And the specter of "socialism" cuts right to the worst fears suburban Republicans have about the Democrats they've found common cause with in the Trump era.
Some veterans of the 2016 Trump campaign say privately that they are concerned that the president has squandered some of his advantage as an incumbent by waiting too long to get his campaign fully operational. The campaign raised $67 million in 2018 but spent nearly $56 million, and had little to show for it in terms of political infrastructure.
Similarly, some alumni have griped about the money the campaign has paid to Campaign Manager Brad Parscale's digital media company — which covers his salary and some services to the operation — and a more highly compensated ad-buying firm, American Made Media Consultants, which many mistakenly believe he gets a cut from.
"Brad makes no percentage off of ad buys (a departure from what most campaign managers do), and he also has no role in AMMC," McEnany said.
But the operation has been quickly adding staff both at the national headquarters, where political and communications teams have been put in place, and in the states. The campaign has set a goal of activating two million volunteers for the election. And Trump himself already has dispensed with any pretense of a bulky legislative agenda for the next 18 months, as he speaks most frequently about his re-election themes both in stump speeches and at official White House events.
The main difference between 2016 and 2020, Trump allies say, is that the president can run on his performance rather than just promises now — or, as he puts it, "promises made, promises kept."
"We will run on President Trump’s undeniable record of achievement for the American people: a booming economy, rising wages, groundbreaking trade deals, border security and a barrier along our southern border, a Constitution-abiding judiciary, America first on the world stage, the elimination of ISIS, criminal justice reform and President Trump’s vision for making America even greater," McEnany said.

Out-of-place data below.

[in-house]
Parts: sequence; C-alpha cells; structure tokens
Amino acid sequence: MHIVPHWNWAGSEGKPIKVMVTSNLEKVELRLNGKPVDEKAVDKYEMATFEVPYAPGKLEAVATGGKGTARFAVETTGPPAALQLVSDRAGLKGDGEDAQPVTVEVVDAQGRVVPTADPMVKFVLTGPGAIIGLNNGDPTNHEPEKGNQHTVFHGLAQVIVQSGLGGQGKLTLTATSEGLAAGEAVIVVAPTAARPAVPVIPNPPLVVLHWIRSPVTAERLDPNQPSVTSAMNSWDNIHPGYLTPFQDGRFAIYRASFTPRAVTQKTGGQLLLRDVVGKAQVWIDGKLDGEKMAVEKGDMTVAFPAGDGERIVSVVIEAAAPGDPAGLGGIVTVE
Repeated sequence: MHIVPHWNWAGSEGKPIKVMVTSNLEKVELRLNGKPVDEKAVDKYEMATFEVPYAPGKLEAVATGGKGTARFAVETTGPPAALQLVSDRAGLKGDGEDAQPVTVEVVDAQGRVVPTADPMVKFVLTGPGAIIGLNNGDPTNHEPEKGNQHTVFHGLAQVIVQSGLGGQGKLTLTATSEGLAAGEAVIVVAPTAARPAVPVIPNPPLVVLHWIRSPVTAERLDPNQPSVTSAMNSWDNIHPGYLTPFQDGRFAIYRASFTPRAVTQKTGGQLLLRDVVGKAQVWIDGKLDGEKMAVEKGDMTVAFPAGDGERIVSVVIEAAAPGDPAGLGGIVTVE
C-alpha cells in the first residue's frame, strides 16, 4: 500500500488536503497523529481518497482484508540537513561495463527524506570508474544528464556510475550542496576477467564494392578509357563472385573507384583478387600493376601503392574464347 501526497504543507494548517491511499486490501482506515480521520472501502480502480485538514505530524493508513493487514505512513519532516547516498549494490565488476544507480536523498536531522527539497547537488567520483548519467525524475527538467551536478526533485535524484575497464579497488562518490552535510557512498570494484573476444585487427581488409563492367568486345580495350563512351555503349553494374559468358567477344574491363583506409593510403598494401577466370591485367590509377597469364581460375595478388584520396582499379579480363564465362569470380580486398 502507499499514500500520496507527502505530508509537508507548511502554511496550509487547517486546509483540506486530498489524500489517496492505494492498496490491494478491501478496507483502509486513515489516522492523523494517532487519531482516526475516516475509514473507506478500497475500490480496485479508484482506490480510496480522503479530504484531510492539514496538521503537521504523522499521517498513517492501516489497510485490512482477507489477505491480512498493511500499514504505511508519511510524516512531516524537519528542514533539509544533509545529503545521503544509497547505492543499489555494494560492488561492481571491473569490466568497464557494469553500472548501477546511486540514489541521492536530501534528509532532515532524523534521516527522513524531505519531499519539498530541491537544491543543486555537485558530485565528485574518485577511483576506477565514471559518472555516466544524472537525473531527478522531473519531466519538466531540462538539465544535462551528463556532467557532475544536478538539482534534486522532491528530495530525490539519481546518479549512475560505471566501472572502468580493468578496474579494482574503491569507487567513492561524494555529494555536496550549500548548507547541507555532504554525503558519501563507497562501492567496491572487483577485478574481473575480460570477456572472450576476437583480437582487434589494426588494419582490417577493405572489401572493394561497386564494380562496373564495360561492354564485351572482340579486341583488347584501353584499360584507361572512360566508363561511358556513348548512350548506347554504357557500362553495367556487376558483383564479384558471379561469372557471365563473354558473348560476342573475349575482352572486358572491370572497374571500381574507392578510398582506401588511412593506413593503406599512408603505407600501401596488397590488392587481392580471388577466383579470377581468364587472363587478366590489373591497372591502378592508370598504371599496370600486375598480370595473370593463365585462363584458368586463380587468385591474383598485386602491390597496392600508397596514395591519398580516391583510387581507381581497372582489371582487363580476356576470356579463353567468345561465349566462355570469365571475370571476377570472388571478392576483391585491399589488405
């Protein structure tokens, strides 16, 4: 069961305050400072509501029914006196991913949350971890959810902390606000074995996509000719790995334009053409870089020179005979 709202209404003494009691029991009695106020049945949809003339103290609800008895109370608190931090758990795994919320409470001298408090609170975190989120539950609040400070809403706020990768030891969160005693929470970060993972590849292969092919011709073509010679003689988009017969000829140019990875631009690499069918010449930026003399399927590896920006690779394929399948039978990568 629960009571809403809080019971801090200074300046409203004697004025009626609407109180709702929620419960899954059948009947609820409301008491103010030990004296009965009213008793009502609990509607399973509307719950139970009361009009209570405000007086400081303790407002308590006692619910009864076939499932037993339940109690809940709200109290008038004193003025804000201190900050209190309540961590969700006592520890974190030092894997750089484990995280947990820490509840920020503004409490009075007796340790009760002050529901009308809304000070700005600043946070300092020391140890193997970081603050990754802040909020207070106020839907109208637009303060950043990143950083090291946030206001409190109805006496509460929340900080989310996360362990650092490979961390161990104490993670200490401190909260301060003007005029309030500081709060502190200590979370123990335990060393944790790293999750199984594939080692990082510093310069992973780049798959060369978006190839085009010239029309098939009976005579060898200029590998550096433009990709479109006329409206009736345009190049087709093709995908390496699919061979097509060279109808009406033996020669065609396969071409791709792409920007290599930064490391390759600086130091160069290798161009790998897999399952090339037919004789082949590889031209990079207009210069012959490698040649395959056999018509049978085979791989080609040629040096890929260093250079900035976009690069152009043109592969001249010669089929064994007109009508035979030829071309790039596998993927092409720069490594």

Trump's eventual Democratic opponent — he'll have more than a year to sell the public on his record before they officially select a nominee — will surely take issue with items on that list and how they have played out for voters. For example, Trump's policies have hit farmers so hard in the wallet that the government has had to resort to subsidies to offset their losses from a trade war with China.
Trump also has continued to talk about his effort to "drain the swamp" in Washington — a mantra aimed at explaining his efforts to take on the establishment of both parties to deliver results for the American public.
"Probably the biggest area that the president will emphasize is what he’s been able to do and what he’s been able to do with the amount of obstruction he’s faced in Washington, D.C.," said Rep. Mark Meadows, R-N.C., a top congressional ally of Trump's. "The swamp hasn’t been drained and that will be a recurring theme in 2020 because there’s still a lot of work there to do to drain the swamp and the swamp’s fighting back."
Democrats say Trump has made Washington more — not less — corrupt, pointing to the number of his close associates who have been convicted of crimes, including former national security adviser Michael Flynn and former top Trump campaign aides Paul Manafort and Rick Gates, as well as a sprawling set of investigations into various players and organizations in the Trump orbit, as evidence.
Regardless of the specific fights, it's clear that Trump doesn't plan to change much about following the instincts that have thrilled his political supporters in hopes of creating a broader coalition. If anything, his recent policy moves — most notably his aggressive moves to try to begin building a border wall without congressional consent and his threats to seal ports of entry for lengthy stretches in the interim — show a rededication to appealing to the faithful.
That may be a non-traditional path to a second term, but it follows the basic formula Trump used in 2016 — and, as Meadows notes, Trump now has a more sophisticated operation in place to try to pull it off.
"He is light years ahead of where he was when he came down the escalator at Trump Tower" to announce his candidacy in 2015, Meadows said. "I fully expect that by July of this year it will be a well-oiled machine, similar to what you might expect of a traditional campaign, and yet he will do it in a non-traditional way. There is going to be nothing normal about the way this president campaigns."
CLARIFICATION (April 8, 5:00 p.m. ET): An earlier version of this article implied that Brad Parscale, Trump's campaign manager, had financial ties to a company that received campaign funds. While Parscale founded the company, American Made Media Consultants, the campaign says he has no financial relationship with it and receives no share of the funds it is paid by the campaign.